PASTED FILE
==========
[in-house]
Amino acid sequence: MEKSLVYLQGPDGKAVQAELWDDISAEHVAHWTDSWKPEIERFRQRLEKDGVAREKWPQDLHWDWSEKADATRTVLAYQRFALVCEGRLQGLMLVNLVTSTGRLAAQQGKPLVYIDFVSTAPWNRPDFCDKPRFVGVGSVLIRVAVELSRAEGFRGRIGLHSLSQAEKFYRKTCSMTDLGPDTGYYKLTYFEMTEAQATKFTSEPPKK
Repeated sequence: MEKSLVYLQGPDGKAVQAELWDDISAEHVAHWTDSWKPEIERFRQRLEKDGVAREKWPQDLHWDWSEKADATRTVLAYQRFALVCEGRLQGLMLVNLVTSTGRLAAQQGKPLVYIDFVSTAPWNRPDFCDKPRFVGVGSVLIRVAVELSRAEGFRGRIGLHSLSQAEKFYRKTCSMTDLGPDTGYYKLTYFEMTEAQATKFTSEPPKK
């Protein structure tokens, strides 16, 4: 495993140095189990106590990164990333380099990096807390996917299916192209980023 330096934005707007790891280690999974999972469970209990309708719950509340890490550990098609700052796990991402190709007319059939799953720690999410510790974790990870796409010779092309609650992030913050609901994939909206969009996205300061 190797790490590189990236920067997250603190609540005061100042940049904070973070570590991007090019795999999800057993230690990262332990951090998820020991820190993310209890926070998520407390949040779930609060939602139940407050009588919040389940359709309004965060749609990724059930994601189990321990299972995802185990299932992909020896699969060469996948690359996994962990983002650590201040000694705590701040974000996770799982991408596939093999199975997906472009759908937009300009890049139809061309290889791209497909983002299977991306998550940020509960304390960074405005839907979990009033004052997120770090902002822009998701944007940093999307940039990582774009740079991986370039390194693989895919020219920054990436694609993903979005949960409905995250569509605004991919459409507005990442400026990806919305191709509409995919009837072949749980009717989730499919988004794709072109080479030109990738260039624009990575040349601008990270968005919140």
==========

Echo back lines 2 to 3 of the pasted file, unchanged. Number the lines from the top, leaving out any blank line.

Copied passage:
Amino acid sequence: MEKSLVYLQGPDGKAVQAELWDDISAEHVAHWTDSWKPEIERFRQRLEKDGVAREKWPQDLHWDWSEKADATRTVLAYQRFALVCEGRLQGLMLVNLVTSTGRLAAQQGKPLVYIDFVSTAPWNRPDFCDKPRFVGVGSVLIRVAVELSRAEGFRGRIGLHSLSQAEKFYRKTCSMTDLGPDTGYYKLTYFEMTEAQATKFTSEPPKK
Repeated sequence: MEKSLVYLQGPDGKAVQAELWDDISAEHVAHWTDSWKPEIERFRQRLEKDGVAREKWPQDLHWDWSEKADATRTVLAYQRFALVCEGRLQGLMLVNLVTSTGRLAAQQGKPLVYIDFVSTAPWNRPDFCDKPRFVGVGSVLIRVAVELSRAEGFRGRIGLHSLSQAEKFYRKTCSMTDLGPDTGYYKLTYFEMTEAQATKFTSEPPKK